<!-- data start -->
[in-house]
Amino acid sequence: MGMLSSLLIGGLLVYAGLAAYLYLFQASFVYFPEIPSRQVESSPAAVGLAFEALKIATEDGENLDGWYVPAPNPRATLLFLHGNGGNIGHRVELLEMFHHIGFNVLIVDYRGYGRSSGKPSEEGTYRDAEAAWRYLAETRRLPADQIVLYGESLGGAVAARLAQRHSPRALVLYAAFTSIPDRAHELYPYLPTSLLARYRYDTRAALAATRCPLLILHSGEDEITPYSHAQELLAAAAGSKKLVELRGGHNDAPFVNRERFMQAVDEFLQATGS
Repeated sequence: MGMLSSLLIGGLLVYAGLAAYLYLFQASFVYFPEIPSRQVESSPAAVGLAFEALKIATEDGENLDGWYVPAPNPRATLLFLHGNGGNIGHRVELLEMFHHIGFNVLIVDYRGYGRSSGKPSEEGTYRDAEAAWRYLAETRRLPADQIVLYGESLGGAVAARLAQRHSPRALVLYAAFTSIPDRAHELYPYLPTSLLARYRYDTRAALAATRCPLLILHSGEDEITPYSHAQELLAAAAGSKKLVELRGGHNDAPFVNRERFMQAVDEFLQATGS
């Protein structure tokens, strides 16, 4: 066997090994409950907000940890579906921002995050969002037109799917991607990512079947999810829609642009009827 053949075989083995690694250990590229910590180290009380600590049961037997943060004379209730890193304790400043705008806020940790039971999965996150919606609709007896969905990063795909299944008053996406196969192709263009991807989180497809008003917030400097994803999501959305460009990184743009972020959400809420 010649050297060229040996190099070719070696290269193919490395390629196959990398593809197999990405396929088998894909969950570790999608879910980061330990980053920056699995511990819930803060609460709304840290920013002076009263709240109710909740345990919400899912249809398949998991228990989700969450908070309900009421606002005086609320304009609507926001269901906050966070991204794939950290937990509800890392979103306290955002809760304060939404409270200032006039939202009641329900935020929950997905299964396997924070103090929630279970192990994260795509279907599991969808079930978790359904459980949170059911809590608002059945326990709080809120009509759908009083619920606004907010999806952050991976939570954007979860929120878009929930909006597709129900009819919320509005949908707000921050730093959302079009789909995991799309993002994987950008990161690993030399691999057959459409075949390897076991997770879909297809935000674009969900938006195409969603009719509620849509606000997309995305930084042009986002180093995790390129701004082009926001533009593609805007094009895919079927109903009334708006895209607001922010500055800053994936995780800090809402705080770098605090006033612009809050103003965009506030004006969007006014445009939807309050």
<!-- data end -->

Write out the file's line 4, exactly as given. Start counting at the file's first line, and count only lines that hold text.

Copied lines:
């Protein structure tokens, strides 16, 4: 066997090994409950907000940890579906921002995050969002037109799917991607990512079947999810829609642009009827 053949075989083995690694250990590229910590180290009380600590049961037997943060004379209730890193304790400043705008806020940790039971999965996150919606609709007896969905990063795909299944008053996406196969192709263009991807989180497809008003917030400097994803999501959305460009990184743009972020959400809420 010649050297060229040996190099070719070696290269193919490395390629196959990398593809197999990405396929088998894909969950570790999608879910980061330990980053920056699995511990819930803060609460709304840290920013002076009263709240109710909740345990919400899912249809398949998991228990989700969450908070309900009421606002005086609320304009609507926001269901906050966070991204794939950290937990509800890392979103306290955002809760304060939404409270200032006039939202009641329900935020929950997905299964396997924070103090929630279970192990994260795509279907599991969808079930978790359904459980949170059911809590608002059945326990709080809120009509759908009083619920606004907010999806952050991976939570954007979860929120878009929930909006597709129900009819919320509005949908707000921050730093959302079009789909995991799309993002994987950008990161690993030399691999057959459409075949390897076991997770879909297809935000674009969900938006195409969603009719509620849509606000997309995305930084042009986002180093995790390129701004082009926001533009593609805007094009895919079927109903009334708006895209607001922010500055800053994936995780800090809402705080770098605090006033612009809050103003965009506030004006969007006014445009939807309050």